Henry Winkler Ankles Dinner Party June 3 Following Matinee Performance

News   Henry Winkler Ankles Dinner Party June 3 Following Matinee Performance After appearing in various productions of the show as it made its way from Los Angeles and through Washington, D.C. and finally to Broadway, Henry Winkler will be leaving Neil Simon’s The Dinner Party on June 3 after the matinee performance, his spokesperson said. No other information about the cast was available, and a late call to the show’s press rep was not returned by press time.

After appearing in various productions of the show as it made its way from Los Angeles and through Washington, D.C. and finally to Broadway, Henry Winkler will be leaving Neil Simon’s The Dinner Party on June 3 after the matinee performance, his spokesperson said. No other information about the cast was available, and a late call to the show’s press rep was not returned by press time.

As reported earlier, Neil Simon's 31st play, The Dinner Party, opened its Broadway run Oct. 19, 2000 at the Music Box Theatre, where Len Cariou, Veanne Cox, Penny Fuller, Jan Maxwell, John Ritter and Henry Winkler sat down for previews beginning Oct. 3.

John Rando directs the new comedy about marriage and divorce, set at an upscale gourmet restaurant in Paris, where a party is being thrown by a well-known divorce lawyer. Two tuxedoed strangers meet, and are joined by a third, confused guest. Ex-wives soon enter the mix.

The jewelbox Music Box, originally built by Irving Berlin, is said to be the perfect size for Simon's humane, humorous rumination on marriage and relationships, which takes place in the restaurant's private dining room. Regional audiences embraced the play in Los Angeles and Washington DC. In the first 24 hours of ticket sales, the Broadway box office swelled to $100,000.

The play had its world premiere at the Mark Taper Forum in December 1999 and played an engagement in June and July at the Eisenhower Theatre of the Kennedy Center for the Performing Arts in Washington, D.C. The casting changed slightly in each phase of the production's development. Emanuel Azenberg, Ira Pittelman, Eric Krebs, Scott Nederlander, ShowOnDemand.com and Center Theatre Group/Mark Taper Forum/Gordon Davidson are producing the Broadway run.

Designers are John Lee Beatty (set), Jane Greenwood (costumes), Brian MacDevitt (lighting) and Jon Gottlieb (sound). This is the Broadway debut for director Rando, who helmed Off Broadway's Mere Mortals and Things You Shouldn't Say Past Midnight.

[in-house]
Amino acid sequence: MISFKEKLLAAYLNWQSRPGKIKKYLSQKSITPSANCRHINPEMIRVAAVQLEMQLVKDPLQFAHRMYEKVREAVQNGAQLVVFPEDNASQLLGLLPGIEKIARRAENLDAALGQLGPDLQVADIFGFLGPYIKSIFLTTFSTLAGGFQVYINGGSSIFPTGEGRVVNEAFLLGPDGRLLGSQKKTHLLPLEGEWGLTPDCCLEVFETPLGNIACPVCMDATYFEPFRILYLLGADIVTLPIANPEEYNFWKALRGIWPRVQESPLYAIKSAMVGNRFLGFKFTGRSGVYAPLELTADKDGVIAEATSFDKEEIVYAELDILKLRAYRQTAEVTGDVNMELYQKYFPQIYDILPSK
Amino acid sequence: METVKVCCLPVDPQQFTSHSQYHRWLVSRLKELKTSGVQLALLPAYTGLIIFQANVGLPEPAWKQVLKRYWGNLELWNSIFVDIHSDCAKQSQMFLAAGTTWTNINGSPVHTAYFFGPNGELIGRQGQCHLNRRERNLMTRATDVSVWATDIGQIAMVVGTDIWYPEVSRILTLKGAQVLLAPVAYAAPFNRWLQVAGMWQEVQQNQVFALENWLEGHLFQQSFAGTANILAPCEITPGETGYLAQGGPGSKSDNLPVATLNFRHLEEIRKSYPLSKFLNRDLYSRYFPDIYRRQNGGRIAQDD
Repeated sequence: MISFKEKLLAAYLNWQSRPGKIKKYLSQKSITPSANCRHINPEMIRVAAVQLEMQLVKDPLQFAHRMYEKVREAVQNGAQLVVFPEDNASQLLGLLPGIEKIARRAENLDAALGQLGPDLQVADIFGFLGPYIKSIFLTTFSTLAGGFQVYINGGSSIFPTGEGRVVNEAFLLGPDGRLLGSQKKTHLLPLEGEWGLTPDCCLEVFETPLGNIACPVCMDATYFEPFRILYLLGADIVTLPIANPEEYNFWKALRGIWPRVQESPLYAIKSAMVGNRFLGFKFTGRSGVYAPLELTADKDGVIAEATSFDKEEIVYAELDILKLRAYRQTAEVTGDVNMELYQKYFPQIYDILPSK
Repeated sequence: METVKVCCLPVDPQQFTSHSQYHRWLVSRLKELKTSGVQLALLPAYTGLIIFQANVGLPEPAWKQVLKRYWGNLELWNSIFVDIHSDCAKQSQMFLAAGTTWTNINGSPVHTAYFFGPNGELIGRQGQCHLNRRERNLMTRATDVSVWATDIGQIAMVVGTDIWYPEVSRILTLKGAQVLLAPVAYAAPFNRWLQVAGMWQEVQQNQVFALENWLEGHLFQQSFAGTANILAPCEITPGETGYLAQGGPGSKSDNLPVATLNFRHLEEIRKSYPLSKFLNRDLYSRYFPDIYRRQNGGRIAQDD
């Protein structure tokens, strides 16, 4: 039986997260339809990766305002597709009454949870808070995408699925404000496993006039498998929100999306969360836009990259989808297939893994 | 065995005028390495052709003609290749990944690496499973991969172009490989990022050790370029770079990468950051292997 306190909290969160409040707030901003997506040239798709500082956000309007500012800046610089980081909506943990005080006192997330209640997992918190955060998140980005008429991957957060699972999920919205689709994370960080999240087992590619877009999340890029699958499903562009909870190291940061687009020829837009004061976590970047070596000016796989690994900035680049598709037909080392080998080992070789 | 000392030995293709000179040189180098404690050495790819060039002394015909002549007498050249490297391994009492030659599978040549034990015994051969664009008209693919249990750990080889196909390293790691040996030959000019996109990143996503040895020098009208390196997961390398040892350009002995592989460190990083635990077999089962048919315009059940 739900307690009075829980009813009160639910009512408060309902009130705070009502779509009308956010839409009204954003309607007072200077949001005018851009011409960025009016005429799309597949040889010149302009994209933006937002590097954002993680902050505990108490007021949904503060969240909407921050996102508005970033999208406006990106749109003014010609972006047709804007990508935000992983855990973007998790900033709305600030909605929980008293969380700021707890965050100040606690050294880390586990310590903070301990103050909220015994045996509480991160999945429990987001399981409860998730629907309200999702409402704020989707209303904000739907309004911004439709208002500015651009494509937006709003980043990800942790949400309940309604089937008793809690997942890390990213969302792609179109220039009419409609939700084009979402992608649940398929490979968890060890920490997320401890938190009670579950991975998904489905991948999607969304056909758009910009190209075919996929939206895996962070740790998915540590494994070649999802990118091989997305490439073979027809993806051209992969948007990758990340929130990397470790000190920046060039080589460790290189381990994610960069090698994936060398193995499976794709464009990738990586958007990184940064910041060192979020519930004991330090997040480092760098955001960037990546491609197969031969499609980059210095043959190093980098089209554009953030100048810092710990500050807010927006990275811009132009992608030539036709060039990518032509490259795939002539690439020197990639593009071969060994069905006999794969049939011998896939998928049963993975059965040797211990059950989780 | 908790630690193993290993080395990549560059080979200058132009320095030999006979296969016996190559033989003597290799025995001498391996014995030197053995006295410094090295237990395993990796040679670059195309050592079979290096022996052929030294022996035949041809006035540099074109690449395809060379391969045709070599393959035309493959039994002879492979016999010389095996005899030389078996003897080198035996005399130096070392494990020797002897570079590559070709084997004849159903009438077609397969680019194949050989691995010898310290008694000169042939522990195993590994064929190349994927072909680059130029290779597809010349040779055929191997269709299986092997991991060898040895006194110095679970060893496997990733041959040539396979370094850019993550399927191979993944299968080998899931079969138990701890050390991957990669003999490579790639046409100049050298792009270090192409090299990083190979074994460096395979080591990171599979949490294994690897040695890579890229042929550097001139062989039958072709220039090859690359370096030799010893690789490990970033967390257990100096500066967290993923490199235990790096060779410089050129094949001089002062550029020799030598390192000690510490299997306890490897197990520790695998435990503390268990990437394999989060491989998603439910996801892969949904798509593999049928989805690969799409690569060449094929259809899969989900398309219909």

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All but one in the cast of the recent DC staging will repeat their duties on Broadway. Jan Maxwell (The Sound of Music, A Doll's House) is the company's newcomer. Winkler (TV's "Happy Days"), Cariou (Sweeney Todd), Ritter (TV's "Three's Company"), Cox (Company) and Fuller (Applause) starred in D.C. as the guests who attend a private dinner party in a chic Paris restaurant. One by one, guests arrive to face an evening of surprises. Answers for the men unfold when ex-wives begin showing up in what has been described as a play by turns hilarious and emotionally honest.

Cox's credits include daffy turns in Off-Broadway's The Food Chain, Broadway's Company and The Batting Cage (at The Humana Festival), and Fuller may be best known for Applause, and a recent revised revival of Do I Hear a Waltz? at the Grove Street Playhouse in New Jersey.

Jan Maxwell (Dancing at Lughnasa) takes over the role originated by Anette Michelle Sanders in L.A. and D.C.

Ritter, Winkler and Cox starred in the play's Center Theatre Group/Mark Taper Forum world premiere in Los Angeles in December 1999.

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The play ended a sold-out final week July 16 at the Kennedy Center's Eisenhower Theatre. The D.C. run, June 17-July 16, was produced by The Center Theatre Group/Mark Taper Forum.

Lloyd Rose of The Washington Post, in her review, said it was "Neil Simon in new, dangerous territory" and called the work "laugh out loud funny" and "Simon's emotionally richest play." John Rando's direction "gracefully glides the evening to its sweet yet mournful ending."

The Dinner Party had its world premiere Dec. 2, 1999, at the Mark Taper Forum in Los Angeles. The comedy on marital and romantic themes, set in a private dining room of a chic Parisian restaurant, continued to Jan. 16, and rewrites by the author were said to have continued through the week of Christmas last year.

The L.A. cast included Frances Conroy (The Little Foxes), Cox, Edward Herrmann (Psychopathia Sexualis), Ritter, Los Angeles actress Sanders and Winkler.

Simon's Hotel Suite (a clutch of one-acts) recently played Off Broadway's Gramercy Theatre. Other Simon works include The Odd Couple, Barefoot in the Park, Broadway Bound, Biloxi Blues, Brighton Beach Memoirs and Lost in Yonkers.

For tickets to The Dinner Party, call (212) 239-6200. The Music Box is at 239 W. 45 St.